The Acme Colored Giants, representing Celeron (near Jamestown, New York), was the last all-black team of the 19th century to play in an organized, otherwise white league, the Iron and Oil League. They weren’t especially successful, finishing last at 8-41, but several of their players are recognizable, notably Tokohama conspirator Dave Wyatt, who would later become an important sportswriter for a number of black newspapers, and Ed Wilson. Wilson just may be the Ed Wilson who later played for the Cuban X Giants and smashed three home runs in one game off future major leaguer Stoney McGlynn in Chester, Pennsylvania, in 1902.
I didn’t know much about Wilson before, but the Sporting Life piece identifies his hometown as Bellevue, Pennsylvania, a small borough adjacent to Pittsburgh in Allegheny County. Over the years spanning the turn of the century, I was able to find one African-American man named Edward Mathew Wilson of an appropriate age living in Bellevue. There’s no smoking gun linking this Ed Wilson to baseball. He’s listed as a day laborer in the 1900 census, a “general” worker in the 1910 census (his younger brother Charles was a piano player), and as an employee of a steel car company on his World War I card. Still, the Bellevue connection seems like an important clue. The 1900 census lists his birthdate as June 1873, in Pennsylvania; the 1910 census says he was 36, and his World War I card, assuming that it belongs to the same person, has him born on January 3, 1875.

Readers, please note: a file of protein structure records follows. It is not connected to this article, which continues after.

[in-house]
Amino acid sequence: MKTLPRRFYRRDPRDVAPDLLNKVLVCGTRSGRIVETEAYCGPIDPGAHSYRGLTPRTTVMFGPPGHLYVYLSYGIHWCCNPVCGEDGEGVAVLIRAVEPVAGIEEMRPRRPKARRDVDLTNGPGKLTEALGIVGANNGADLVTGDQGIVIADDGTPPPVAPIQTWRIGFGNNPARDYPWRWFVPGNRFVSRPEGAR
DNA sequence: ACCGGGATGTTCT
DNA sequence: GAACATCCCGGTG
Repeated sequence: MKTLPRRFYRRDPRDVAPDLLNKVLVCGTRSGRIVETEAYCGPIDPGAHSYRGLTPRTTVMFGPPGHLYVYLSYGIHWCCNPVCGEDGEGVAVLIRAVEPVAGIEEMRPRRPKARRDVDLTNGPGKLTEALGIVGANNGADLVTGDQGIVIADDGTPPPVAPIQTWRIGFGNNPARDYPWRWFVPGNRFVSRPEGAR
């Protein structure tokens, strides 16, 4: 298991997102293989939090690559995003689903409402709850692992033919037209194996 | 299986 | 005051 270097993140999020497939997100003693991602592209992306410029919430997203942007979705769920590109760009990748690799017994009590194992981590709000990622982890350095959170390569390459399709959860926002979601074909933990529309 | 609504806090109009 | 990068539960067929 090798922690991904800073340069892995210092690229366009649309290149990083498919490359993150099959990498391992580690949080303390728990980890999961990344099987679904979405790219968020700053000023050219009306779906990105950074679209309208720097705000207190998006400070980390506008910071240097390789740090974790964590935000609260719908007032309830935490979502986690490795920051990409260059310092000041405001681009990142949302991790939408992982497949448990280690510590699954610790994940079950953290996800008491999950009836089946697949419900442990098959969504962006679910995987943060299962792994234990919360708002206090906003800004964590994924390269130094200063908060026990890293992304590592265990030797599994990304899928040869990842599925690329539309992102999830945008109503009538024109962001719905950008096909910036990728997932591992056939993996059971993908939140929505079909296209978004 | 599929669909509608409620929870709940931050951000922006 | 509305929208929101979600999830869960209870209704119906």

The 1900 and 1910 census entries are clearly for the same person, although so far it seems to me that the same can’t be said for certain of the World War I card. But the Sporting Life article does give us a good lead.